It also had an ending that was a bit of an emotional ride. By the adventure’s end, it was clear that Midna, revealed to be the rightful ruler of the Twilight Realm, had feelings for Link, yet in the game’s final moments when it feels she is about to reveal these feelings to the young hero, she destroys the mirror that connects their two worlds completely. I remember being very angry with that, feeling that she owed to both Link and herself, to be honest about her feelings, and yet she went as far as to destroy any hope they ever had of seeing each other again. It was quite powerful.

While I’ll admit that I haven’t played Twilight Princess HD on the Wii U before, but the 2016 remaster does indeed look quite gorgeous! It even has some nice easter eggs and special content that was added to it to make it stand out a bit more. Obviously, it was sort of a lead-in to this year’s Zelda: Breath of the Wild (which is also available on the Wii U in addition to the Switch), but I’d certainly love to see both this one and Wind Waker HD eventually get ported to the Nintendo Switch.

Ultimately, I think that Twilight Princess managed to pay homage to Ocarina of Time in quite a meaningful way, but it also built off of the successes of that game and created a large world that actually felt alive, begging to be explored. Because of this, 2011’s The Legend of Zelda: Skyward Sword felt like a step back in some ways. The way that the overworld had to be explored felt a lot more closed off and a bit less inviting. Thankfully, Nintendo seemed to listen to its fans and critics and took Breath of the Wild in a completely different direction.

So much of Twilight Princess can be seen in Breath of the Wild that I feel like we owe a bit of thanks to this entry in the long-running franchise. If Twilight Princess was born out of a question of “Where will this series possibly go next? ” I can’t help but think that Breath of the Wild will ultimately yield some of the same questions. Perhaps, though, that will mean that it will eventually yield another amazing follow-up, just as Twilight Princess managed to successfully follow both Ocarina of Time and Wind Waker. If that pattern is to be followed once more, then I can’t help but think that we are in for yet another treat in the hopefully not-too-distant future!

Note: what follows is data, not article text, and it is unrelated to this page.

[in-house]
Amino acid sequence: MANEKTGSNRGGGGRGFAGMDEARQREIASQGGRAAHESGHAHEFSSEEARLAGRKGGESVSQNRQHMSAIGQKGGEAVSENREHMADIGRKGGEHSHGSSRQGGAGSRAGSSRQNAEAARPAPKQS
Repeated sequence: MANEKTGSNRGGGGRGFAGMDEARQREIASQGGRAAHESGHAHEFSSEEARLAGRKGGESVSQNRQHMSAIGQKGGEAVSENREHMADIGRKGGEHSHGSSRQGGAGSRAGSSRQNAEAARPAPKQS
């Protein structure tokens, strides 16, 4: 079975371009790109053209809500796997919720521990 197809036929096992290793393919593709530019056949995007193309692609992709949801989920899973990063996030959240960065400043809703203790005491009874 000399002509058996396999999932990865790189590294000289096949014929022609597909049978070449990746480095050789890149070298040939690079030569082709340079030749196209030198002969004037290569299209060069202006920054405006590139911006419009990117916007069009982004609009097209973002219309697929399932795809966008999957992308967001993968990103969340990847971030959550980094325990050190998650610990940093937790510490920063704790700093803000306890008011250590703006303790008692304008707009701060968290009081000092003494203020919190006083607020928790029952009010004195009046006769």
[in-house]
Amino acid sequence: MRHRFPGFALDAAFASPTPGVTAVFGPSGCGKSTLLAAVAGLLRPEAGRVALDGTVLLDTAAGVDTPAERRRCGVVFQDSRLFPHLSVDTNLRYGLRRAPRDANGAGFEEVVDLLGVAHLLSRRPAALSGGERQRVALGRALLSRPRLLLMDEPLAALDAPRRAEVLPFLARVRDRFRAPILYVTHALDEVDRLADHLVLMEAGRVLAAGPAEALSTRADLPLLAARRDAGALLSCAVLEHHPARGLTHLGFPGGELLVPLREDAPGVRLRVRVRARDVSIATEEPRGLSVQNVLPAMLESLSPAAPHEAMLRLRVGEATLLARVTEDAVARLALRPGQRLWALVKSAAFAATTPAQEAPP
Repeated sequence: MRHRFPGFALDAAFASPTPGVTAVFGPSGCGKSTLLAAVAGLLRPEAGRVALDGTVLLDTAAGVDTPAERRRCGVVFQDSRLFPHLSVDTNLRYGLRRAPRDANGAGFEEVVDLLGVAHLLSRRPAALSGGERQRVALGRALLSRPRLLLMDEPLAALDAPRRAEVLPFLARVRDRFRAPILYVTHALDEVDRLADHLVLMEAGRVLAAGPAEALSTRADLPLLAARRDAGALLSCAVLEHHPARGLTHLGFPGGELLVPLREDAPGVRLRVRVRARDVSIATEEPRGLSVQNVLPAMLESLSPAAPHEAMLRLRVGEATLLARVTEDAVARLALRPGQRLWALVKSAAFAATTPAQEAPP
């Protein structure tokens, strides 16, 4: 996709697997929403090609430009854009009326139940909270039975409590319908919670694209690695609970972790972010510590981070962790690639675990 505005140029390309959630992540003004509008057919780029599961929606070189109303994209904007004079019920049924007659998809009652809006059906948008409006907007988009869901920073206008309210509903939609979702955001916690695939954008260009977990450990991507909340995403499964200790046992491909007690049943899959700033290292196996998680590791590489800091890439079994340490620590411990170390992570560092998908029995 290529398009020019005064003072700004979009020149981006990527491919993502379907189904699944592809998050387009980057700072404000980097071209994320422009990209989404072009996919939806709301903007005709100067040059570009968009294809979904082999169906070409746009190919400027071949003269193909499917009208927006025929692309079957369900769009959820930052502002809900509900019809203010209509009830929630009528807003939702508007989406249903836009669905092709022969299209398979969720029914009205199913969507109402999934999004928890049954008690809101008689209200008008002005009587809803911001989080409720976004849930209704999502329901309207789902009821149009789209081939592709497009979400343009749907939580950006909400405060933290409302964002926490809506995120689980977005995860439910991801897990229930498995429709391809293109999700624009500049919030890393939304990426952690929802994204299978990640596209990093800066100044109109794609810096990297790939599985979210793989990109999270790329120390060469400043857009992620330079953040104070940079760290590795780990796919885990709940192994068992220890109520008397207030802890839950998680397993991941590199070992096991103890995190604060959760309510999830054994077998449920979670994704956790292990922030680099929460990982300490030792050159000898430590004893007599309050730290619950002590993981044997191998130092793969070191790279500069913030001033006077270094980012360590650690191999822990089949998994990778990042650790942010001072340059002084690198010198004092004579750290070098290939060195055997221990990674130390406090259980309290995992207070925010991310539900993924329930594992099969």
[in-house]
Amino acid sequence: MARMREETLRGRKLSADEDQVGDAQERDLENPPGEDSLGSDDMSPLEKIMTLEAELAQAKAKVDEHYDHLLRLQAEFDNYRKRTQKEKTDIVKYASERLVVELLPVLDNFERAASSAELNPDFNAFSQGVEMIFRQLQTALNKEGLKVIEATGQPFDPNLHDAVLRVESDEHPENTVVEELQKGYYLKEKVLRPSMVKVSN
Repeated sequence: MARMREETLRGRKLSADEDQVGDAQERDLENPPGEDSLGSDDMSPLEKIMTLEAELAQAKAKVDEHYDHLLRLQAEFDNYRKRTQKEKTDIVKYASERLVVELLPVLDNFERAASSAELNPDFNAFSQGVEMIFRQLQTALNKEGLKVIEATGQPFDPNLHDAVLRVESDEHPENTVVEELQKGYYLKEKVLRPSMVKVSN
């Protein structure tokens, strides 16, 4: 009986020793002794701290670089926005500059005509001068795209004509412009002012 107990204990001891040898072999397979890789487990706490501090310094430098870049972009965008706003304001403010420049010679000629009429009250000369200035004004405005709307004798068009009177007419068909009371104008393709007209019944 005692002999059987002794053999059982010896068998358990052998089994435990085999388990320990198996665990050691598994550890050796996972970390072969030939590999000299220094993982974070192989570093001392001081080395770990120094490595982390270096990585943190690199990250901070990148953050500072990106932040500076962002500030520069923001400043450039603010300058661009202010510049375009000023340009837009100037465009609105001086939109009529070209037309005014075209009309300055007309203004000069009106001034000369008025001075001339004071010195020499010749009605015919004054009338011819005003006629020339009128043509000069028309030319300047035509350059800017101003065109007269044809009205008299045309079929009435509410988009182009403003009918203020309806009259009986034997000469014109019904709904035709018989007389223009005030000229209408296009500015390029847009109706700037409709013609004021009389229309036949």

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If you’ve never played The Legend of Zelda: Twilight Princess (or even if you have!), I hope this article gave you a taste of what made it a fantastic adventure that absorbed so much of my time when it first came out. This article is part of a larger series explores the history of the series and its major entries. Be sure to check out the hub article at NekoJonez’s Arpegi for links to all the great articles and retrospectives on this epic series.

(Image courtesy of ZoeF on DeviantArt)

By Jonathan Balofsky On 20 Jun, 2017 At 02:23 PM | Categorized As News, NINTENDO, Nintendo Switch, ROG News | With 0 Comments

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Here is something surprising. The Nintendo Switch Firmware update 3.0.0 has made the Mayflash GameCube Adapter compatible with the Nintendo Switch. This is surprising as Nintendo’s own GameCube adapter is not Switch compatible yet.

This is likely due to the update also making the Pokken Tournament fightpad compatible, and this does provide some interesting opportunities. Maybe its time to pick one up for when Nintendo brings GameCube games to the Switch eShop? Or maybe it might be good to use this for Pokken Tournament? Or could this be a sign that Smash is coming? We will have to wait and see

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No GravatarWe at Real Otaku Gamer love giving back, and we love our friends and fans. Some of us are real fans of Nintendo and Animal Crossing. Since we have a working relationship with Nintendo, and we held a local Animal Crossing event at our home office, we are now reaching out to fans on the series and also collectors alike. Nintendo has sent us some of the Amiibo card binders that some of you have seen if you were at a local Nintendo event or if you bought your copy of the game at the Nintendo World Store in NYC. It is Giveaway time!! Let’s see how good your designs are! Share your Happy Home Network designs with Real Otaku Gamer!!

Here is the Animal Crossing Binder we are Giving away!

Here is the Animal Crossing Binder we are Giving away!

Here are the rules for the contest:

1. You must have the game to play.

2. You must “like” Real Otaku Gamer on Facebook. *

3. You must follow us on Twitter.*

4. Leave a comment on this post with your Twitter handle, Facebook Name and Happy Home Network Number here. (Please don’t post on our social media platforms.)

5. Cross your fingers!

Winners will be chosen after the deadline of March 20th! Good Luck!

*If you don’t use either Facebook or Twitter, say so in the Comments and you will still be entered in the contest.